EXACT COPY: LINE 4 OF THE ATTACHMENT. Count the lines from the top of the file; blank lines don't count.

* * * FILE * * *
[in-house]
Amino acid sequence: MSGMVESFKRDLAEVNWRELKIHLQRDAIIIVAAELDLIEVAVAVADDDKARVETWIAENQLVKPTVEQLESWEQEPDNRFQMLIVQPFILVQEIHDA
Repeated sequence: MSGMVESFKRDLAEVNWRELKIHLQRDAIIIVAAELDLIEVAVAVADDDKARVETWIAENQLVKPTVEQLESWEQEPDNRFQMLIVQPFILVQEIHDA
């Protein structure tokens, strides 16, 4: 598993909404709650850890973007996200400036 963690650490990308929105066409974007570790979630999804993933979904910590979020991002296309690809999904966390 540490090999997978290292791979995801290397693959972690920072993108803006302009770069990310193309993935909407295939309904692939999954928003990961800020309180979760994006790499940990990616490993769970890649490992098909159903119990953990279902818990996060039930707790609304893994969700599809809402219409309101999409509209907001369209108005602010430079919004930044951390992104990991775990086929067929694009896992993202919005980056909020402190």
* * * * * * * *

């Protein structure tokens, strides 16, 4: 598993909404709650850890973007996200400036 963690650490990308929105066409974007570790979630999804993933979904910590979020991002296309690809999904966390 540490090999997978290292791979995801290397693959972690920072993108803006302009770069990310193309993935909407295939309904692939999954928003990961800020309180979760994006790499940990990616490993769970890649490992098909159903119990953990279902818990996060039930707790609304893994969700599809809402219409309101999409509209907001369209108005602010430079919004930044951390992104990991775990086929067929694009896992993202919005980056909020402190």